Devices that excel at everything usually fetch a hefty price but occasionally users will have a tougher riddle to solve. The OnePlus One is a great device with an even better price tag. You probably want it but can't get it. Bummer. This flagship killer's biggest problem is there may not be flagships left to kill by the time it's done handing out the invites.
Yet, the One is your kind of phone if you like surprises - and believe in delaying pleasure. It's the phone for Android purists and modders, running the highly customizable CyanogenMod with over the air updates.
If that's Android how you like it and phablet size isn't a deal-breaker, the One also comes with flagship-grade hardware at the price of a mini, at most. For $350/€300 you get Snapdragon 801, 3GB of RAM, 4K video recording, a FullHD 1080p display and a whopping 64 gigs of storage - that's a respectable list by any standard.
Beyond the mechanical sum of specs, the OnePlus One truly handles well - the UI is buttery smooth, expected from a blend of pure Android and CyanogenMod, the screen is nice and sharp, the battery does well, the camera is excellent, the speakers are extra loud and the hardware costs more than they charge.Here's a list of our other key test findings for the OnePlus One:
What it all comes down to is availability, which is actually an issue for most phones launching globally from China. OnePlus obviously cannot match the manufacturing capacity of bigger brands. The way they promote the phone is a double-edged sword - with a marketing budget of zero (the only way to sustain that asking price) they have managed to make this one of the most wanted phones. But it's uncertain how many of those queueing up will have the patience.
Then of course, there are the issues surrounding any potential warranty claims that you may have down the road. Without a network of service centers around, you'd have to send the phone back to China if there are any issues down the road. You'd have to factor in that risk and the potential hassle, too.
So let's look at what else you can get, not necessarily for the same amount of cash. Probably the only one that will fit into budget is the 16GB LG-made Nexus 5. It has the slightly less-powerful Snapdragon 800 chip, 2GB of RAM, a 5" 1080p display and stock Android with fast-track updates by Google.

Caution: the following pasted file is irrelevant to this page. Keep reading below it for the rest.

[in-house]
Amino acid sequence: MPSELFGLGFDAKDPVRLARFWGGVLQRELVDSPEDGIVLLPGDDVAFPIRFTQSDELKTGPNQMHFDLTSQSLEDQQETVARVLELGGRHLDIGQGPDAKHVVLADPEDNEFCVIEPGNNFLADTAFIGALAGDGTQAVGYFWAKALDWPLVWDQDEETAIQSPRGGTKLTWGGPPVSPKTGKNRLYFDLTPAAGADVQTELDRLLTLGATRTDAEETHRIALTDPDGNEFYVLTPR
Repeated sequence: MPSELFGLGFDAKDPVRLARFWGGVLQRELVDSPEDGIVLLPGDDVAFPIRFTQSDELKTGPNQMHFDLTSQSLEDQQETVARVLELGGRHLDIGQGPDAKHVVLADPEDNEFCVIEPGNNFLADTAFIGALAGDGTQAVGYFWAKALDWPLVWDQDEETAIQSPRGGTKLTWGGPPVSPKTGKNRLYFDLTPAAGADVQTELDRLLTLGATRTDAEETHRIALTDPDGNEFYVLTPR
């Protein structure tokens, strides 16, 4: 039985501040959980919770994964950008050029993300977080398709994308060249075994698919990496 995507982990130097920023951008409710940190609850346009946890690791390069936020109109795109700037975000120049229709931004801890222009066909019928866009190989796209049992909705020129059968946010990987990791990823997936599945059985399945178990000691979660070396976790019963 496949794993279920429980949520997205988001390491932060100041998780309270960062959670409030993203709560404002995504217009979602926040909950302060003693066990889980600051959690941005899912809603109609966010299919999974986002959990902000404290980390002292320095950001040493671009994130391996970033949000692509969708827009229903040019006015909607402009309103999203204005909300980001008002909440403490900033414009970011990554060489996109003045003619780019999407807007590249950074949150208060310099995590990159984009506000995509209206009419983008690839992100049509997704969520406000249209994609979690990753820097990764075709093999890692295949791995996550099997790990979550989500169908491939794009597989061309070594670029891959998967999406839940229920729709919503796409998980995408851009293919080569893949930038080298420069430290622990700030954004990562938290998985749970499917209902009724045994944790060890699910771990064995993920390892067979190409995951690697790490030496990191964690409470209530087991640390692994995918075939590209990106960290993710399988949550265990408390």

The Nexus 5 will feel just as fast and responsive as the OnePlus One but will let you down in the imaging and battery department. The smaller screen might or not be held to its advantage.
Next up we have the obvious rivals from Oppo. The OnePlus One's stepbrother, the Find 7a, has almost the same display, cameras and chipset. It does have a gig of RAM less and opts for Oppo's ColorOS instead of CyanogenMod. The Find 7 matches the OnePlus One on chipset and RAM, has the same camera setup and overall feel but the display resolution is higher at QHD. Each in that pair is more expensive though.
It's getting way more serious with the LG G3 at near double price. For that you get a 5.5" display of QHD resolution, an OIS-equipped 13MP camera with hybrid auto focus and a feature-rich custom skin.
The Samsung Galaxy S5 is more compact than the OnePlus One, and way more expensive as well. Its screen is smaller but matches the resolution and offers outstanding colors and contrast - that Super AMOLED unit is probably the best screen in the market. The water-resistant S5 has a fingerprint scanner and perhaps the longest list of software features around.
The Sony Xperia Z2 probably comes closest of the current flagships to the OnePlus One's asking price, but still not close enough. It has a 1080p display, but it's smaller, and it is powered by the less powerful Snapdragon 801 variety. The aluminum-and-glass build, water resistance, 3GB of RAM and stereo speakers are its key assets.
The OnePlus One is a package that's really hard to resist - almost stock Android with premium specs at a price that's near impossible to beat. It's not what true believers will call a leap of faith but even some of them are probably thinking it.
Oppo's involvement - or lack thereof (OnePlus at one point denied being owned by Oppo, but there's plenty of evidence leading that way) - will actually help boost the startup's credentials. But still, it's the first phone of a company with no track record. And it's a company that is having trouble meeting pre-orders nonetheless.
A leap of faith it may be, yet so far the One looks like it's worth it. Cyanogen is onboard and that kinda guarantees regular updates, Android L already confirmed. The build is great, the hardware is top-notch, you get solid still imaging and great video, adequate battery backup and CyanogenMod.
By our books, that's good enough for a self-professed flagship killer. At that price though - one can already smell flagship fear. Now or whenever that invite comes through.
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